update on me
I’m struggling through a library cataloging course, which is why I’m not updating you all on anything about it. It’s basically computer coding, but for libraries?! The 4th of July happened, a holiday on which, for most of my adult life, I’ve worked, so I’m used to not doing anything. I have an ungodly fear of fireworks, so if you’re the type of person who cuddles their dog in the bathroom after strapping them into a thunder vest, just know that I wish I were your dog.
I haven’t been reading in a focused fashion lately, and it’s aggravating. There are some plans listed at the bottom, though, to counteract, I hope, this feeling like a Picasso painting has captured my brain. Here is a bird playing with a wind chime, just for the fun of it, because many of you were delighted with my review of The Bird Way by Jennifer Ackerman. I watched Parasite for my Friday night horror pick, which is so good and thought-provoking, and you should watch it.
THIS WEEK’S BLOG POSTS
Motherhood So White by Nefertiti Austin attempts to begin filling a gap on library shelves when she asks, “Where are all the parenting books for black women who adopt?” There are books for birth parents and white parents adopting children, but the unique experiences parenting adopted black children in the United States aren’t discussed widely enough, and Austin’s memoir is an excellent start to that conversation.
While The Body is Not an Apology by Sonya Renee Taylor wasn’t my jam, the book itself is a celebration of all bodies, especially those ignored or harassed because they’re fat, disabled, or brown or black. Some of the contemporary self-care language threw me off.
NEXT WEEK’S BLOG POSTS
Next week I’ll have reviews for two self-published memoirs set in correctional facilities. Hummingbird in Underworld by Deborah Tobola is the story of a creative writing instructor who builds an arts program in a California prison that reads like you’re sitting on the author’s shoulder. Breakfast at Bronzefield by Sophie Campbell is written by a formerly incarcerated British woman who takes readers inside a prison and demonstrates how it changes a person by incorporating her experiences and research. Reviews will be published Tuesday and Thursday, respectively.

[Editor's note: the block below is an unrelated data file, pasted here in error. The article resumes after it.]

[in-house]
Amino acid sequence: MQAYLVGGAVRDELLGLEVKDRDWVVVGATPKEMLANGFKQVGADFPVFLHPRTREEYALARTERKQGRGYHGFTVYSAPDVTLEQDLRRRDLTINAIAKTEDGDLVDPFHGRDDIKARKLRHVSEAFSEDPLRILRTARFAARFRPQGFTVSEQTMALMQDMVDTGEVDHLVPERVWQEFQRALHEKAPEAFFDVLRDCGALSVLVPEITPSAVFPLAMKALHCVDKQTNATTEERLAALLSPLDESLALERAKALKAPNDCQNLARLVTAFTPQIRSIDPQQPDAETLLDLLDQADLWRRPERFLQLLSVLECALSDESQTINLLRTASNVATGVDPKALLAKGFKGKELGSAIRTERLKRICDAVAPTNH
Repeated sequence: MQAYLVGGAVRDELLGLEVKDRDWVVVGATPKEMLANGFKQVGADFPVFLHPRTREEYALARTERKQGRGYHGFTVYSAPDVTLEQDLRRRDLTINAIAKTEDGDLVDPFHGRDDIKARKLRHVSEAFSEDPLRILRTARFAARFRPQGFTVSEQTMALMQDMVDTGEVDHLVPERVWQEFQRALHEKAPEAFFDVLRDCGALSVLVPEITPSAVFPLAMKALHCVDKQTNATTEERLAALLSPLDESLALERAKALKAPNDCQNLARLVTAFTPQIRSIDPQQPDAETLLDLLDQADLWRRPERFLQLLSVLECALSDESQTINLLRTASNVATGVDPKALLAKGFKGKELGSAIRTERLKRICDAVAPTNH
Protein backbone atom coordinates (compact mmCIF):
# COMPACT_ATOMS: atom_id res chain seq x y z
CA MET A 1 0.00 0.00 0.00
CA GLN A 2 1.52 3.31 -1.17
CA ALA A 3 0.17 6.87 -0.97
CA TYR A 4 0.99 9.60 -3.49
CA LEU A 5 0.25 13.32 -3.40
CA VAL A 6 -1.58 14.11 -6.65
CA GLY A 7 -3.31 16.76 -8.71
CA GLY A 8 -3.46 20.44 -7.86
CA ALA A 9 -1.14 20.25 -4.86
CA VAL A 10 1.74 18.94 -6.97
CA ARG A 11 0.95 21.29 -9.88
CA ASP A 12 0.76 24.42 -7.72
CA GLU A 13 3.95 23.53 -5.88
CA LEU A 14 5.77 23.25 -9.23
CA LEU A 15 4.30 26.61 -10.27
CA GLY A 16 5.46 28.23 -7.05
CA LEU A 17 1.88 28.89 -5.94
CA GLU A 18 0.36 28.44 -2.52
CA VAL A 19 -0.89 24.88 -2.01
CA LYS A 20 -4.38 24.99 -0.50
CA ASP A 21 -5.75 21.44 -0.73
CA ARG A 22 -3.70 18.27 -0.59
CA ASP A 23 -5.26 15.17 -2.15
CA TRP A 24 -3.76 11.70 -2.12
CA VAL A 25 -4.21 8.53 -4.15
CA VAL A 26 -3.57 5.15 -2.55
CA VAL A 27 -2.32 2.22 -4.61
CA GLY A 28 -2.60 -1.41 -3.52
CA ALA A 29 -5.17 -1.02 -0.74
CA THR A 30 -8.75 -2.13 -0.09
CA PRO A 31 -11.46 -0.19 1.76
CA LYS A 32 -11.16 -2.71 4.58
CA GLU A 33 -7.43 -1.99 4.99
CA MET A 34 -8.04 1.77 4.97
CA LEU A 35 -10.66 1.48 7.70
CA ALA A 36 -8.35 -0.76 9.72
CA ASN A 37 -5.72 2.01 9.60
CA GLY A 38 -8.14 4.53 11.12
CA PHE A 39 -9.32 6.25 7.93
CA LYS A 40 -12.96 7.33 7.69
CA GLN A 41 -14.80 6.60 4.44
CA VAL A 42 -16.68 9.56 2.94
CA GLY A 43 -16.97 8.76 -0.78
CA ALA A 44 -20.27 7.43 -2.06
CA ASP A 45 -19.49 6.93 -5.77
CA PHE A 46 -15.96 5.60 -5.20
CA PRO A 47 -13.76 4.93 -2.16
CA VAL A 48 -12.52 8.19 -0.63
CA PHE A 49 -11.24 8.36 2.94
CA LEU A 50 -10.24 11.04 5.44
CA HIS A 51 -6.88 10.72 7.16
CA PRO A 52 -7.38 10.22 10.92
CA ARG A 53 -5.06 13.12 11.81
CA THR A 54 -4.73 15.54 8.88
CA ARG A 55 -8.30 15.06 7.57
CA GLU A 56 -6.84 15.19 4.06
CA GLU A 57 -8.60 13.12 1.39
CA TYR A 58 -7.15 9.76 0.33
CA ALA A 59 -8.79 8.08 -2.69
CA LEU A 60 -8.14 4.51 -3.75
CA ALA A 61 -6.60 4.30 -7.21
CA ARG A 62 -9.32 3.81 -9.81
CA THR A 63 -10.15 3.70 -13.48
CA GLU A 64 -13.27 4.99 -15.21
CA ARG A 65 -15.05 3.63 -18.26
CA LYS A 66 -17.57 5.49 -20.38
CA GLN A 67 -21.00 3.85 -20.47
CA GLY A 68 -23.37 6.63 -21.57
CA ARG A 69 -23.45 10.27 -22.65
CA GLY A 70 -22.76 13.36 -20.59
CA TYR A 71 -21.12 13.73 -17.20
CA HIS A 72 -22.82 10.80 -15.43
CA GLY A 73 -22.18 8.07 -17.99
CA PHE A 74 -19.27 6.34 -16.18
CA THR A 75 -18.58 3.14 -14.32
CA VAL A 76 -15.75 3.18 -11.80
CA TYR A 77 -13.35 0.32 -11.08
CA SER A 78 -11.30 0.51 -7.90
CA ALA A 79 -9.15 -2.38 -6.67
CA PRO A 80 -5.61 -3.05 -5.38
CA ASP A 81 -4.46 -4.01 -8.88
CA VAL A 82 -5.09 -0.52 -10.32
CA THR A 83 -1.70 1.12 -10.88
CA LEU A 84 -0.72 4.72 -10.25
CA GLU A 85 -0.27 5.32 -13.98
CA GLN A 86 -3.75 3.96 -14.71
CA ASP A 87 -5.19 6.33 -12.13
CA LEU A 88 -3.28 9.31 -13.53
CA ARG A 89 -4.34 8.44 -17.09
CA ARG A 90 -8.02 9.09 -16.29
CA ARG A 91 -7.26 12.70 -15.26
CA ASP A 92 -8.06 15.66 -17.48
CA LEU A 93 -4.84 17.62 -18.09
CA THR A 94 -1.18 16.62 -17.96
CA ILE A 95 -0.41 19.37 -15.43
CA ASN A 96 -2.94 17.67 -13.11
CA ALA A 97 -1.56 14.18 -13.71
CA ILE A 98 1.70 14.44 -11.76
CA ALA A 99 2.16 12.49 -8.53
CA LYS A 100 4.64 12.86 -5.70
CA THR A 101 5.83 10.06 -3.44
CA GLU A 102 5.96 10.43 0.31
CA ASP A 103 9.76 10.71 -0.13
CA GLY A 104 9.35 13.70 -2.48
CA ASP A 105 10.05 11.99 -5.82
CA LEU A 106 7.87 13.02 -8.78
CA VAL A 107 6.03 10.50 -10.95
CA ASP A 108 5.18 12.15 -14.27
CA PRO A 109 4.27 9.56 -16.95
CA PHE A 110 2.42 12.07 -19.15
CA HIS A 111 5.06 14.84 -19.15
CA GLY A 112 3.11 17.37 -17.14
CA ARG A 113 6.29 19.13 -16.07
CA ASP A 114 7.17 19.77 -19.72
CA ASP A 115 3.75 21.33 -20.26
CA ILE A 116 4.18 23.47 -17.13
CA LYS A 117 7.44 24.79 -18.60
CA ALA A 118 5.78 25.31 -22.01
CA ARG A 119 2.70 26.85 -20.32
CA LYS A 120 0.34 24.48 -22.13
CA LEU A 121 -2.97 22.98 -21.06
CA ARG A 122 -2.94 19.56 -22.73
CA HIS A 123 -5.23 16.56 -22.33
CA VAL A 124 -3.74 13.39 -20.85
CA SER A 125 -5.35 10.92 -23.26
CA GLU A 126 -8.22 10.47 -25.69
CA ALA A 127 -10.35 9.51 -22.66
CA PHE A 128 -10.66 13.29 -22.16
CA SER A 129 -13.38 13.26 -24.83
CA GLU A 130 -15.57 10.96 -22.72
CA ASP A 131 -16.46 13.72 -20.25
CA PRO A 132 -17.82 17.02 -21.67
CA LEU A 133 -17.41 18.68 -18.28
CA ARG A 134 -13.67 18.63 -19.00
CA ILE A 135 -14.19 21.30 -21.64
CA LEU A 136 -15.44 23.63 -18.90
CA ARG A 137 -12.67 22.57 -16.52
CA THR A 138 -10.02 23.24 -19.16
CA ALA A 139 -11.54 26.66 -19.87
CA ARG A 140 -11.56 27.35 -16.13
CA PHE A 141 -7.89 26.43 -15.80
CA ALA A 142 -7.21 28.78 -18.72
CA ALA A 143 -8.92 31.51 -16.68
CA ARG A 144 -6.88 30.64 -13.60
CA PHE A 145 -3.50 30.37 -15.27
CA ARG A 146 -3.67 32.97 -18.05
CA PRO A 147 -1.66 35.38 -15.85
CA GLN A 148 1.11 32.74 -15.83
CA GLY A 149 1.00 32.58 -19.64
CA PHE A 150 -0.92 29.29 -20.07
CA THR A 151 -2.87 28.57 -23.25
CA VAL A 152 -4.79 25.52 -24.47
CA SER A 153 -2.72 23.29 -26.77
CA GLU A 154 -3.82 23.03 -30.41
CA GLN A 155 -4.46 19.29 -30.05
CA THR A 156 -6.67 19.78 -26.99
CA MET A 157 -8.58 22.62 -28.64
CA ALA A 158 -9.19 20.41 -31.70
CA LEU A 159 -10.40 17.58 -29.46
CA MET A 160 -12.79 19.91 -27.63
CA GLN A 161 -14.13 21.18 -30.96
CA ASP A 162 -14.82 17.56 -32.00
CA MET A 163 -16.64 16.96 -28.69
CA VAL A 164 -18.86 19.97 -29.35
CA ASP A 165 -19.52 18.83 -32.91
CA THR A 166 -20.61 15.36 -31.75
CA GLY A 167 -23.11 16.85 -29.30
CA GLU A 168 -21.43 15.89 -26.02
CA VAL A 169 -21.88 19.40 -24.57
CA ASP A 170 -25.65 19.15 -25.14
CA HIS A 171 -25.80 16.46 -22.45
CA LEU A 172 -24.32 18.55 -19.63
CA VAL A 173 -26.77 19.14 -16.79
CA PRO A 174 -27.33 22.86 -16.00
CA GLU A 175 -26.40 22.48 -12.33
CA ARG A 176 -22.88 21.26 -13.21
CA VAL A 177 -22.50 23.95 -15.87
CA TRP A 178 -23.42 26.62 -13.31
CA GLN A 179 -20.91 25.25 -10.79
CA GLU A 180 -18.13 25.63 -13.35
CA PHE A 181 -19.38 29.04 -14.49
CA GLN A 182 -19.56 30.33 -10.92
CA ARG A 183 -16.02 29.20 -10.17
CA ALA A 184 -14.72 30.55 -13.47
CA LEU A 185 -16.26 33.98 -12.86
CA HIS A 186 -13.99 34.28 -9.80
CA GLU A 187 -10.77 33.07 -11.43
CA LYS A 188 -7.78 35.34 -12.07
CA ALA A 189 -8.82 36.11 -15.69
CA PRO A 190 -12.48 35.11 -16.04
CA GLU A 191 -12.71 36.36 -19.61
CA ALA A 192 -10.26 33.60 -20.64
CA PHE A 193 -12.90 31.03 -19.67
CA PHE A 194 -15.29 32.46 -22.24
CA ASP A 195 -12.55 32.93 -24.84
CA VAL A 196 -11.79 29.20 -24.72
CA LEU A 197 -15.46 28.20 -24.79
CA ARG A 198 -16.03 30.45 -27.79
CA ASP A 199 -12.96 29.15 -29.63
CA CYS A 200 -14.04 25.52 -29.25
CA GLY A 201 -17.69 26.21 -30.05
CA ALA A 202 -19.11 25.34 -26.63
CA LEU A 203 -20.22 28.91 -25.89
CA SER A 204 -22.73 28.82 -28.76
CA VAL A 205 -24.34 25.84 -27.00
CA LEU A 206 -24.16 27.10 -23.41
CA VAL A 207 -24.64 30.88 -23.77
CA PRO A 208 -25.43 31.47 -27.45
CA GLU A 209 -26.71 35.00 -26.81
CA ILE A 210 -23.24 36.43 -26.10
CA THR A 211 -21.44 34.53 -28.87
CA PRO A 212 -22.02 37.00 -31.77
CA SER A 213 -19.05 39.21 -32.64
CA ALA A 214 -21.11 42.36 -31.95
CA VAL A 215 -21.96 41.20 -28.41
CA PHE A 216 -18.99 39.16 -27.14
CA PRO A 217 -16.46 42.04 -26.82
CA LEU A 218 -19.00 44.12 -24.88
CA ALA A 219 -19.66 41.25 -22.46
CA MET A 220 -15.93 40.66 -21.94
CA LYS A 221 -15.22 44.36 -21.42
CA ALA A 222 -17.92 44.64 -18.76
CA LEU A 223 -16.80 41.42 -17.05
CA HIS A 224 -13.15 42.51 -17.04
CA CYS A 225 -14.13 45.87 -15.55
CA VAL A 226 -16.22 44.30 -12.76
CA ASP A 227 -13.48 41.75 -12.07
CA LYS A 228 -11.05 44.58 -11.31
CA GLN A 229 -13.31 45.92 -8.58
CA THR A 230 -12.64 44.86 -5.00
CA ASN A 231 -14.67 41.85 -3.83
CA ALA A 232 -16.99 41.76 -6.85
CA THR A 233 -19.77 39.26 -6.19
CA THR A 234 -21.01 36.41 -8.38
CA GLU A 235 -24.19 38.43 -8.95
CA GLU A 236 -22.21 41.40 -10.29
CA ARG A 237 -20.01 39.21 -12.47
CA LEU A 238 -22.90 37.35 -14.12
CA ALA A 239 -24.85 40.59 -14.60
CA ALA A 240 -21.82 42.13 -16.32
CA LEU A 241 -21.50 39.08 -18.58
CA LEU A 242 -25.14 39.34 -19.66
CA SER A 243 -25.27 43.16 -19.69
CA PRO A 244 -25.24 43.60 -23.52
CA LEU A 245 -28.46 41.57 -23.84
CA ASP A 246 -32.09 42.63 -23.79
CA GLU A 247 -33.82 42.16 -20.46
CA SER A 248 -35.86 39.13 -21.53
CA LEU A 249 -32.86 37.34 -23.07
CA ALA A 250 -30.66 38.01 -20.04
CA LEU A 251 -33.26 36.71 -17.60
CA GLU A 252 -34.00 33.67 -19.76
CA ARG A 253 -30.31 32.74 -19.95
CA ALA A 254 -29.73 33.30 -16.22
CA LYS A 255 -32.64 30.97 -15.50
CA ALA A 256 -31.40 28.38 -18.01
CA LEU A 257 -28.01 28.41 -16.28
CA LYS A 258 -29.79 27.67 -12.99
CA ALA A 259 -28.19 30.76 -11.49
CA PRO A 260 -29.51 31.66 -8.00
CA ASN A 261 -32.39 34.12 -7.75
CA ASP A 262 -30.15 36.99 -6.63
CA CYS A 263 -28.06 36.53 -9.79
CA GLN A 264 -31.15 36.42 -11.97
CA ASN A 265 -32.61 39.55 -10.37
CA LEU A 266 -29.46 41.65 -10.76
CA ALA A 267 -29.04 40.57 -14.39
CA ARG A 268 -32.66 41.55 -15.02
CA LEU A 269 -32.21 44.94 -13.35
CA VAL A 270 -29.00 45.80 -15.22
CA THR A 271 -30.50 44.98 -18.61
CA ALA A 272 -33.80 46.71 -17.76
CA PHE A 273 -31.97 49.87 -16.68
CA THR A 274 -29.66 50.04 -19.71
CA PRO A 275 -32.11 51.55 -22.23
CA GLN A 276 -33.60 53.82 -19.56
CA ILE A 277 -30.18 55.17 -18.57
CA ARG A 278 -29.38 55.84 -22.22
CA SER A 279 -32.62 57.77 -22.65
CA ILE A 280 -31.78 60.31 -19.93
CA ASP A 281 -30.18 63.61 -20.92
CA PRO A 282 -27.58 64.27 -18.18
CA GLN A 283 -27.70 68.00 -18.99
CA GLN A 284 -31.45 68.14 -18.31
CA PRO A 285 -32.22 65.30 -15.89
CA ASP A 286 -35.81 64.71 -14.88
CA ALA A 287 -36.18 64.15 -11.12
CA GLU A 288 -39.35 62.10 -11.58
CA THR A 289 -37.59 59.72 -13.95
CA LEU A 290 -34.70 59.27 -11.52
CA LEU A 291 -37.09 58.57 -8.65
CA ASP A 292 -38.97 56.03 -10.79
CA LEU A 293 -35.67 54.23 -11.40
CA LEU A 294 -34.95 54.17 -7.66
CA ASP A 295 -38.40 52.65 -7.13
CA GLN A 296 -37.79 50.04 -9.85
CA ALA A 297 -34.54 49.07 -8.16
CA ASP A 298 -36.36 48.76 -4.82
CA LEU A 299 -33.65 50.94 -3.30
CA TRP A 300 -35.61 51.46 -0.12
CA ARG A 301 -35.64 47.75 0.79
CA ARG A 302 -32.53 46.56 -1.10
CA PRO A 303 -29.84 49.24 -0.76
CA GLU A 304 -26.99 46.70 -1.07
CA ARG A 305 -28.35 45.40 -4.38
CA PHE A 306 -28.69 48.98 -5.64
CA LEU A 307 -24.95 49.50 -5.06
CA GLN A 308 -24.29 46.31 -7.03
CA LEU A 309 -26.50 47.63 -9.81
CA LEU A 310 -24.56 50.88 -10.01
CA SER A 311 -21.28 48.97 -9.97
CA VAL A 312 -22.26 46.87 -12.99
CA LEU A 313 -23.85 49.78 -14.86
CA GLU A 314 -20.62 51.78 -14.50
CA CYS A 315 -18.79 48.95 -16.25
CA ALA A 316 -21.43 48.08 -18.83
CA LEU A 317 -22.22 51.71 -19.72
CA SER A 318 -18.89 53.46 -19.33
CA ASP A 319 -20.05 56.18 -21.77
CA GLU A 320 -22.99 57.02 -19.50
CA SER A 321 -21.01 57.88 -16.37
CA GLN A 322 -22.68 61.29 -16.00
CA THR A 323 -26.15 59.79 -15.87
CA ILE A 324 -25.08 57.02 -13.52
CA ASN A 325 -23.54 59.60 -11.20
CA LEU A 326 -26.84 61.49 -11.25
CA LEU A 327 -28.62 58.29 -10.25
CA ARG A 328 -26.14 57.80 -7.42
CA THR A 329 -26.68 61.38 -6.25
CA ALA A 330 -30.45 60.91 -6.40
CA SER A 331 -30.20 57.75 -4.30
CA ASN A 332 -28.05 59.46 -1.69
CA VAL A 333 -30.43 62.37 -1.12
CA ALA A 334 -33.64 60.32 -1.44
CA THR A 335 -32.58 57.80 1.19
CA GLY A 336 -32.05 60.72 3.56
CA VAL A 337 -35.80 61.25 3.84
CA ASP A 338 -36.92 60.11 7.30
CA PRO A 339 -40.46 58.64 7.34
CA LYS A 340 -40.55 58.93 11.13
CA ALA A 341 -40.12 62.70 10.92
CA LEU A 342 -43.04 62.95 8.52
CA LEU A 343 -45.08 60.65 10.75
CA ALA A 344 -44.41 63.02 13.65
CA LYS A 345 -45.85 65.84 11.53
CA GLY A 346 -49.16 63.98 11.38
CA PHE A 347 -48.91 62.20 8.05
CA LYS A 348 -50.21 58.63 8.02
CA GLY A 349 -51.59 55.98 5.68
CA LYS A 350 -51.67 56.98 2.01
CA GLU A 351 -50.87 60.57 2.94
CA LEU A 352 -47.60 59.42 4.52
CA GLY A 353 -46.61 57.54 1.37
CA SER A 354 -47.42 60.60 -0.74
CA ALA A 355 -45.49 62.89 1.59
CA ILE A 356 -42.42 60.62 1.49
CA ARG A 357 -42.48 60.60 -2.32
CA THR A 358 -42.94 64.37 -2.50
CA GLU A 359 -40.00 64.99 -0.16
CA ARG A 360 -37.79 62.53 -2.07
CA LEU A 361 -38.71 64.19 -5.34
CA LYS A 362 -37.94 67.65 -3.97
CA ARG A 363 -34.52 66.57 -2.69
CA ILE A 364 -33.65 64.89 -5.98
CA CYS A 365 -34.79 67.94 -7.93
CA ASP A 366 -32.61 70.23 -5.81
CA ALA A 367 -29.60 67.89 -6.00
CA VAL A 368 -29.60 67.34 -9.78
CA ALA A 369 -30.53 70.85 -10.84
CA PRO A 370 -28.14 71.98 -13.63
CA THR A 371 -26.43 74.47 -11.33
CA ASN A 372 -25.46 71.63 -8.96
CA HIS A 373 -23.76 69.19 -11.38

Oathbreakers by Mercedes Lackey is part of #ReadingValdemar, which Jackie and I have been doing for 19 months now. Two of our favorite and most reliable characters, Tarma and Kethry, are back as mercenaries under a captain who must leave home to attend to political business, but vanishes. Review on Thursday.
BOOK I’M READING ALOUD TO MY SPOUSE
We’re starting to understand what East Pittsburgh Downlow by Dave Newman is about: a man who teaches full-time at a community college in the English department makes money on the side publishing westerns under a pseudonym. But what he truly wants is to have a literary novel published with his name on the cover, a novel about working class people who have shitty jobs. Agents don’t want that; it’s a hard sell to people who want cowboys, rich ladies shopping, and violence. Readers follow the man’s life and the weirdness that crops up when you have a long history with people who aren’t graduates of ivy league colleges and come from families of wealth and privilege. To some degree, East Pittsburgh Downlow feels like interconnected short stories and flash fiction pieces for the way there are separate scenes, but it goes together as a novel.
BOOKS ADDED TO THE TBR PILE
I’m going to be buddy reading Parable of the Talents by Octavia Butler with Gil and The Girl in the Tower and The Winter of the Witch by Katherine Arden with my mom.